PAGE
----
Saturday, September 21, 2019

The Wallflower Wager by Tessa Dare


Content Warning: Mentions of sexual abuse of a teen

Rating: ★★★ +.5 | 7 hours 8 minutes | Historical Romance | Avon | 8/13/2019
26-year-old Lady Penelope Campion has successfully avoided her season for a decade by sequestering herself in her home and committing to the care of abandoned animals. But her family has finally had enough! No one in her family thinks she can turn her social life around but it’s a wager this wallflower is ready to take. Luckily, her new neighbor, notorious businessman Gabriel Duke (heh, get it ? Duke), has an interest in helping to keep her in the London. 

We’ve reviewed quite a few of Dare's books on this blog and after binging the first two books in the Girl Meets Duke series last year I was super excited for this one. The Wallflower Wager has all of Dare’s signature Regency rom-com sensibilities and while I enjoyed listening to it something just didn’t hit the same for me. I think it was just a little too wacky for my taste?

I think part of my barrier to entry is that I am not an animal person so I was immune to all the animal shenans and cutsie-ness. The audiobook narrator Mary Jane Wells also chose a very young sounding voice for Penelope so she came off as kind of immature and infantilized for most of the book.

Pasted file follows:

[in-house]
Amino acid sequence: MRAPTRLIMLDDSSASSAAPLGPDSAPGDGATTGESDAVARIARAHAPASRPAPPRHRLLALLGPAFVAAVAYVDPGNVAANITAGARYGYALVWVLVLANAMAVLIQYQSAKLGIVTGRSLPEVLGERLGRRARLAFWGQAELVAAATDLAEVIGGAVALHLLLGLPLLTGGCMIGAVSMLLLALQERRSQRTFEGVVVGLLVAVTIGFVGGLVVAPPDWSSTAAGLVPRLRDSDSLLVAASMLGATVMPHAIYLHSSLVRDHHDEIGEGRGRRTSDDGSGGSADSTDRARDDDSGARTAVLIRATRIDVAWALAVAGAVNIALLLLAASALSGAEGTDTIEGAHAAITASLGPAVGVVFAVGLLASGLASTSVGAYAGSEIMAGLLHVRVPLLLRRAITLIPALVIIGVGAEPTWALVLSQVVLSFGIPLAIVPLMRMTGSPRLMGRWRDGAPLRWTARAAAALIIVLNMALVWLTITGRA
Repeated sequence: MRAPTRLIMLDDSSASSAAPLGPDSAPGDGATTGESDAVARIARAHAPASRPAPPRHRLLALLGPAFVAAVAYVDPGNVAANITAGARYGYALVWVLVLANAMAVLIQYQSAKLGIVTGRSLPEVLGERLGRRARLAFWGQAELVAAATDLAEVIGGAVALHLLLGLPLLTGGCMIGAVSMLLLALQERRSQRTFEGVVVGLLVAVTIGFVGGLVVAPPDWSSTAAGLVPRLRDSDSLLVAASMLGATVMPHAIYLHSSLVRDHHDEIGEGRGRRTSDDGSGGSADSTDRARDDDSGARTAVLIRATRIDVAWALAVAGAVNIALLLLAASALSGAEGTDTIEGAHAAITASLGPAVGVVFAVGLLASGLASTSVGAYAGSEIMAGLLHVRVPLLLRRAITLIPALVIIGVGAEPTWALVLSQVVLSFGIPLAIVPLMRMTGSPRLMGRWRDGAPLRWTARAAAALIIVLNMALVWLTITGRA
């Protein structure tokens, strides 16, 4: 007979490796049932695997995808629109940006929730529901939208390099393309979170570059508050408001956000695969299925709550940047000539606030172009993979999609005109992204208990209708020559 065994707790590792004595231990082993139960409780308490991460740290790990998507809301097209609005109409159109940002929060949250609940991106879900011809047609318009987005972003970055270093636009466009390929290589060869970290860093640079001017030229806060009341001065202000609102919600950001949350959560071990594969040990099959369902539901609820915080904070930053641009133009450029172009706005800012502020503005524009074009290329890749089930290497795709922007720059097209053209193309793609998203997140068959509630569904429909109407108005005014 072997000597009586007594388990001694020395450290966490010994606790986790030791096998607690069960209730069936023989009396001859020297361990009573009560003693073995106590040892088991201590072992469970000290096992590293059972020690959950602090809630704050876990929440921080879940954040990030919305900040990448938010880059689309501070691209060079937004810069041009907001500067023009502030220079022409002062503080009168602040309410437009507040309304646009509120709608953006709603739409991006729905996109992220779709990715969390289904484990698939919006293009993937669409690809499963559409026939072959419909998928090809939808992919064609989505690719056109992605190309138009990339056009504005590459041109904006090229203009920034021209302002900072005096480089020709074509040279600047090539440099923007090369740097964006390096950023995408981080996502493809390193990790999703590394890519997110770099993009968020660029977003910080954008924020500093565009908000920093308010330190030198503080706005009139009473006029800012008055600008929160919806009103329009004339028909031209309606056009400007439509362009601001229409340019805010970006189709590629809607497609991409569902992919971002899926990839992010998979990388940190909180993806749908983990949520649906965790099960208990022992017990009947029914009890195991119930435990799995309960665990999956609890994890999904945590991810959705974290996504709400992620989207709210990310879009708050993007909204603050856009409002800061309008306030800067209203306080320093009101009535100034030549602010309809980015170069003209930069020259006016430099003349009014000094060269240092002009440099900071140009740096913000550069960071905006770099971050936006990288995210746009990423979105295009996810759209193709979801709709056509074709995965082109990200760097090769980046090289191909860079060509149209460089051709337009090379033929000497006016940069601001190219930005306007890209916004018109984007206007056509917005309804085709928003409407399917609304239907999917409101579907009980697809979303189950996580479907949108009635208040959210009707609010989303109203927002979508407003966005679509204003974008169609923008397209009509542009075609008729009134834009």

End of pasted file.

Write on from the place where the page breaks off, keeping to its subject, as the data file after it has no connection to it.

My media sweet spot is anything with a core friend group that gets built out ith each book. The bantering between our previous heroes was fun and they felt like they fit naturally into the narrative instead of like Easter Egg cameos. I also thought it was clever that Gabriel’s last name is Duke so he’s not a literal duke. As the world of romance writing is shifting I’m noticing many of the top historical authors are going beyond the Dukes, Earls and Marquess’ for potential hero material.

I also don’t know if this is the best way to say this, but there is a #MeToo plot that shows up in the last ⅓ of the books that I think may turn off some readers who aren’t expecting that in their romance. On the other hand, I think some might find as a type of catharsis in the way justice is dolled out

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